My youngest son has reached a new challenge in his sports career. This year he began serious athletic conditioning in his Physical Education class (times being what they are, I’m glad P.E. is still required). Gone are the romping-around-days of freeze-tag and unruly dodge ball games. Now he has to meet physical strength standards and run the mile every week.
And not only does he have to run it, his coach requires that each student improve their running time every week. Now, I’m no help to them in this department at all. Call on me for help with a history project or a book report. But running? Forget it. In fact, if you ever see me running – running anywhere – please stop and help me. Something big and bad is chasing me.
No, it is his mother who must coach him when it comes to improving his weekly time. What with her little collection of 5K trophies and ribbons (continually they mock me), she’s best qualified for showing him the way. And the thing she teaches him most often is how to set pace, how to finish the race they begin. To complete any long distance race the runner must set a speed that he or she can maintain. Flying out of the starting block as if your britches are on fire will do you no good if you are sucking wind by the second turn; this is true on the track, and true in life.
The writer of the book of Hebrews, aptly enough, once compared life to a sporting event. We are athletes on the track in this arena of life and there is a race to run. His coaching advice to us is essential. He says, “Strip down, travel light, and don’t quit.” You can’t run in stiletto heels or heavy steel-toed boots. You can’t maintain your pace while running in a three-piece suit or denim skirt. Get rid of those things that will only entangle and slow you. And forget about carrying anything with you: No backpacks, no pull-behind wagons, no coolers or picnic baskets. Free yourself from as much baggage as possible, just as a runner in a race.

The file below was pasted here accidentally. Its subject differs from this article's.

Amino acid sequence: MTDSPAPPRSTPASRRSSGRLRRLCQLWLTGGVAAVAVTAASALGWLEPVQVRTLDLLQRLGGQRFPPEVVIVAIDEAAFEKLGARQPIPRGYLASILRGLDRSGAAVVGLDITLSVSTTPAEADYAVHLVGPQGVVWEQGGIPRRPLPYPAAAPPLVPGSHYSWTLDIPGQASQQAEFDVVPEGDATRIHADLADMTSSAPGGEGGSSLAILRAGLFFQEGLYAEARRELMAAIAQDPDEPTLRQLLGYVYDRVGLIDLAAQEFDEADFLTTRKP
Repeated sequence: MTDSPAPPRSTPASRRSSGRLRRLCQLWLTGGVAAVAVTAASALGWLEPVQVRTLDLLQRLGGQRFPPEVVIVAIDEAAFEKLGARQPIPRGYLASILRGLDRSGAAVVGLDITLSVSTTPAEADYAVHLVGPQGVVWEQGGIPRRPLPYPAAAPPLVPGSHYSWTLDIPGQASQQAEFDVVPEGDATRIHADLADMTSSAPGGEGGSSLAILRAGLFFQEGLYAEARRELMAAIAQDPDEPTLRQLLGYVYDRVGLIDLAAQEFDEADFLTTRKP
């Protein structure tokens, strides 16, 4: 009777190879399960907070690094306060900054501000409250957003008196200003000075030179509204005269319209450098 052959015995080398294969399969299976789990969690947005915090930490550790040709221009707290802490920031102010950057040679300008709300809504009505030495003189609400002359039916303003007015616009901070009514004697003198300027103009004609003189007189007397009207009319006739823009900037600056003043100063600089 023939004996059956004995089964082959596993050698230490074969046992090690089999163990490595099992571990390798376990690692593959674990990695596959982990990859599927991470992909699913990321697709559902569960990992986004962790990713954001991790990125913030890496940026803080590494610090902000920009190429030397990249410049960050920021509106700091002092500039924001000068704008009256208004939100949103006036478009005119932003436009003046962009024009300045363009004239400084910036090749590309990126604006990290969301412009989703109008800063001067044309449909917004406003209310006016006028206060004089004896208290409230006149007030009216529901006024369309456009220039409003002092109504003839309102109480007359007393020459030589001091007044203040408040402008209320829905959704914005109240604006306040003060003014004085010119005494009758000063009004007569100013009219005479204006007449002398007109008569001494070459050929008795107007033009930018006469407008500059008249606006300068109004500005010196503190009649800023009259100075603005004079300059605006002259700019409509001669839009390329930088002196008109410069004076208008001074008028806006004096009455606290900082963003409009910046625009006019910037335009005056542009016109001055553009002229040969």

And then, keep your eyes on the finish line not being distracted by those things that can divert you off the track; finish the course. Don’t go wandering into the stands for a hot dog or a beer. Get out of the souvenir shop and the weight room. Quit giving interviews to ESPN while the game is still on. Those who finish the race are the ones who stay at it, so stay at it.
Now, I’m not a complete couch potato. I routinely train for a century bicycle ride; that’s a hundred miles in a single day. I too must follow the writer of Hebrews’ advice. I get in shape and as light as possible. And on the day of the ride, I don’t concern myself with what is going on anywhere else in the world. I don’t stop to visit with people or take leisurely breaks at Starbucks. I stay with it, grinding away hour after hour and mile after mile.
My friends asked me millions of questions afterward: “How many people rode in the ride?” I can’t remember now. “What place did you finish?” I don’t know. “How long did it take you from beginning to end?” Forever, it seems. “How many hours did you put in training?” Not enough. “Would you do it again?” Yes, I will. But for me, there was only one question I wanted to be able to answer when it was over: “Did you finish?” Yes, I did, and for me that was enough.
The Scriptures do not provide us with any mystical, steroid-ized shortcuts to “run (or ride) with perseverance the race marked out for us.” Instead, they coach us to set a pace for the marathon of life we must run. It will take everything we have to finish, but finishing is enough.